One million Britons sign up for biggest study of women's health

The world's largest study of women's health has recruited more than one million Britons to settle the argument over the risks and benefits of hormone replacement therapy (HRT).

The world's largest study of women's health has recruited more than one million Britons to settle the argument over the risks and benefits of hormone replacement therapy (HRT).

Scientists will announce today that they have reached their target for the HRT study, which was launched three years ago. One in four of all women in the country aged 50 to 64 have signed up to join it. Almost 70,000 of the volunteers, who were recruited through the National Breast Screening Programme, are survivors of breast cancer.

Valerie Beral, head of the Imperial Cancer Research Fund's epidemiology unit at Oxford and principal co-ordinator of the study, said she was overwhelmed by the response. "There is very high use of HRT and anxiety about its effects. Women in this age group have concerns about their health as well as a willingness to contribute to medical research. We want to say thank you to all those who have volunteered," Professor Beral said.

"This is the biggest study ever done anywhere in the world. We will really be able to turn round and answer the questions people want answers to. Starting in a year's time we will be able to produce report after report."

The study, sponsored by the Imperial Cancer Research Fund, will assess the long-term risks of HRT, which has doubled in popularity since 1990. One in three women aged over 50 is taking HRT and one in two has tried it, but doctors are still unsure how they should advise patients about the health risks.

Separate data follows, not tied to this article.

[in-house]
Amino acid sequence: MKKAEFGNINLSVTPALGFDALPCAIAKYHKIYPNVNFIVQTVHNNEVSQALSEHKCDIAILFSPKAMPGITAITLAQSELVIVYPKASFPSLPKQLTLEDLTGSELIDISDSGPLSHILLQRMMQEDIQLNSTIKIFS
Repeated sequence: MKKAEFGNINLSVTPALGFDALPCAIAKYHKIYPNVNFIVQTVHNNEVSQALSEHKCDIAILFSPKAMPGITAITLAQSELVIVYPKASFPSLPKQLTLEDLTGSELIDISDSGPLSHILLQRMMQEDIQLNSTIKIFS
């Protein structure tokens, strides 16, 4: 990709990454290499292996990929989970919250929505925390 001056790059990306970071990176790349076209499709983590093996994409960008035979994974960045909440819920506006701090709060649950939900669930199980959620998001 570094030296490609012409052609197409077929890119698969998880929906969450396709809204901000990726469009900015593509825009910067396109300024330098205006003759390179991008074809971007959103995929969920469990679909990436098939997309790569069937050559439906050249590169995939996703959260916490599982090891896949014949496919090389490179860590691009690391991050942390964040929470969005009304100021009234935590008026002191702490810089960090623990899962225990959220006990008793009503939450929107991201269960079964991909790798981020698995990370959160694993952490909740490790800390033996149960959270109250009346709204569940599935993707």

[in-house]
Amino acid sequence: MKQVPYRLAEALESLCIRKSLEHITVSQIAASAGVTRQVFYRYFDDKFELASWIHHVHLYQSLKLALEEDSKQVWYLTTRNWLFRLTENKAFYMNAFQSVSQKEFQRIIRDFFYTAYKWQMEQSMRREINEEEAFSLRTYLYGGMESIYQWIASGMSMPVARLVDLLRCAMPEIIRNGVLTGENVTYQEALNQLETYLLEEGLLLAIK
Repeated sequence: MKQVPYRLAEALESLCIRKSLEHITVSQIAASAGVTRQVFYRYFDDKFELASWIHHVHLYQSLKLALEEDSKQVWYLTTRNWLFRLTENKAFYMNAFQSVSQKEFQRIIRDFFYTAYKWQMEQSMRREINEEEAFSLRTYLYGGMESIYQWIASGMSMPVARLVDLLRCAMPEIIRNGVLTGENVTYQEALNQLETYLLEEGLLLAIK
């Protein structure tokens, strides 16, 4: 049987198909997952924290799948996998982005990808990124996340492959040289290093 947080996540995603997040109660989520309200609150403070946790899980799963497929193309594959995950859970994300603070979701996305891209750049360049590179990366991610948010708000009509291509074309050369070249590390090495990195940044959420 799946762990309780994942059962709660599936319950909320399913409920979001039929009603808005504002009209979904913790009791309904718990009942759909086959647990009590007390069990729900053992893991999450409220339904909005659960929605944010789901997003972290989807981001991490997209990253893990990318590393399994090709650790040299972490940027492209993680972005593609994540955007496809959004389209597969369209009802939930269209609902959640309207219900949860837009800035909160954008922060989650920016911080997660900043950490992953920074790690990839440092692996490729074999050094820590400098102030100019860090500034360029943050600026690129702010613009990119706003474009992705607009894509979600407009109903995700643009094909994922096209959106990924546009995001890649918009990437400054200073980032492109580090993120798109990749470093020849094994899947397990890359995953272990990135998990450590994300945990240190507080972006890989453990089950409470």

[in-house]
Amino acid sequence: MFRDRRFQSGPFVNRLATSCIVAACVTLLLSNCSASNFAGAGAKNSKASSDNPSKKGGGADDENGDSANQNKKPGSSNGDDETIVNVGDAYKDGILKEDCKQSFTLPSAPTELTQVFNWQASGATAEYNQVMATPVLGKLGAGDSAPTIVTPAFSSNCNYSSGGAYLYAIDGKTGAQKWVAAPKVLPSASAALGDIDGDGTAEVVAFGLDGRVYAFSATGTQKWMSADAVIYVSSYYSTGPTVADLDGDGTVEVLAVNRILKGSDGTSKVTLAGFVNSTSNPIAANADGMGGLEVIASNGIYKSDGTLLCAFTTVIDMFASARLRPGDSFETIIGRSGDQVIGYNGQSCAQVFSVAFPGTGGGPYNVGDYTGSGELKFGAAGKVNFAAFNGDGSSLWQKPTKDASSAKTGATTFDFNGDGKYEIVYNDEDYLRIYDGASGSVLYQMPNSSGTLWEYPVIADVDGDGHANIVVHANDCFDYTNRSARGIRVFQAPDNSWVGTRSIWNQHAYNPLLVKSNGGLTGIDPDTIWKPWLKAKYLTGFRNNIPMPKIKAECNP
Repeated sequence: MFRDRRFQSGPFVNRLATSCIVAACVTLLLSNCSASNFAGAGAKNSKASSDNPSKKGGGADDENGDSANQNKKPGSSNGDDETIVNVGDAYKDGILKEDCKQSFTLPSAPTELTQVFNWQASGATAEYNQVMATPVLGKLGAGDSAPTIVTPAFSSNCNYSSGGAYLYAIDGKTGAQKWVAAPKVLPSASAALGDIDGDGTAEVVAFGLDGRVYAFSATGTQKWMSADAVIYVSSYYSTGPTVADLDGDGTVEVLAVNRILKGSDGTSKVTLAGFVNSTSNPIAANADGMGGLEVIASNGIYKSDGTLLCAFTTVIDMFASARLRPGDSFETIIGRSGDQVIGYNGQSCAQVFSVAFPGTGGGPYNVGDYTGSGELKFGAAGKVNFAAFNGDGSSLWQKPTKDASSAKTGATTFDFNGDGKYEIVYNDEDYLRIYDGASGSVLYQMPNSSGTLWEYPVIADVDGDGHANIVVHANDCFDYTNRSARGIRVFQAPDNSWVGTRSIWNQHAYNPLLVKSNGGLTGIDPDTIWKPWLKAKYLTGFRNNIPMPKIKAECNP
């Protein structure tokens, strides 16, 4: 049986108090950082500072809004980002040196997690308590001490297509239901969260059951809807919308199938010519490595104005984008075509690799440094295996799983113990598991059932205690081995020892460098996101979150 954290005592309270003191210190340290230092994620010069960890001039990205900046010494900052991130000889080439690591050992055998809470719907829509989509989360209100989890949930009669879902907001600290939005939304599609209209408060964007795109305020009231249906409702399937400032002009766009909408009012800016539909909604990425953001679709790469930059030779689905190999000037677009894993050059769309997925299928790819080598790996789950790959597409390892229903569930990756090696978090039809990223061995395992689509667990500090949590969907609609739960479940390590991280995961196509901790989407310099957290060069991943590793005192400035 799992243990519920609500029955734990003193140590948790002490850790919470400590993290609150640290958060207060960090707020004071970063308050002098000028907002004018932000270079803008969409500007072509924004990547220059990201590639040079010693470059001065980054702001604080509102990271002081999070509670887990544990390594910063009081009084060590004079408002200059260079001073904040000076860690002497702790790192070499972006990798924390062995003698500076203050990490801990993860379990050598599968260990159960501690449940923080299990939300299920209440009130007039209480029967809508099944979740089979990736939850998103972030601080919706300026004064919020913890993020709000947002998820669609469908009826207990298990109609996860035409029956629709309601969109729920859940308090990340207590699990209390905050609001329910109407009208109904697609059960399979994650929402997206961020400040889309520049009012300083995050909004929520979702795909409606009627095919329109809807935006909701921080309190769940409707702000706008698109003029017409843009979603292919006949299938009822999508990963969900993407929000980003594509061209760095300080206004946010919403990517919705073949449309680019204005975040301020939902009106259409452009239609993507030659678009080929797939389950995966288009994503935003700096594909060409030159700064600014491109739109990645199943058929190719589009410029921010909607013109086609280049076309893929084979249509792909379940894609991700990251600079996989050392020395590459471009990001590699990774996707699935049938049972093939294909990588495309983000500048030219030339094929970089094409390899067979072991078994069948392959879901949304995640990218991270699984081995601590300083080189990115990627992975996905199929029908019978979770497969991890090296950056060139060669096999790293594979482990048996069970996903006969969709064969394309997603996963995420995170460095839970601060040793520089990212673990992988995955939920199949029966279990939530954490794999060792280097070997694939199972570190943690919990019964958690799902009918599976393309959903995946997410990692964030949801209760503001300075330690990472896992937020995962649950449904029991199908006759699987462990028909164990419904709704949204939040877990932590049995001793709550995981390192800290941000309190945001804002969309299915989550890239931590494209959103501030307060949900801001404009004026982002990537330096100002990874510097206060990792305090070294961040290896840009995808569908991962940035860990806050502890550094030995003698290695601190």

Research based on 51 studies from 21 countries, published in The Lancet medical journal in 1997 and also carried out by Professor Beral, concluded that there was a small increased risk of breast cancer in women who took the treatment. This increased risk amounted to two extra cancer cases occurring in every 1,000 women before the age of 70, on top of the 45 cases that would normally be expected. Specialists believe that this small extra risk is more than outweighed by a decrease in the risk of heart disease. It is also regarded as a valuable defence against osteoporosis, but may raise the risk of blood clots.

There are competing theories about the role of HRT in breast cancer. One possibility is that it delays the menopause and the fall in hormone levels associated with it, which would otherwise increase the incidence of the cancer. Another is that it may delay changes in the breast tissue at menopause which improve the effectiveness of screening.

Professor Beral said fears about the safety of HRT combined with the huge number of people taking it - estimated at two million - made the study essential.

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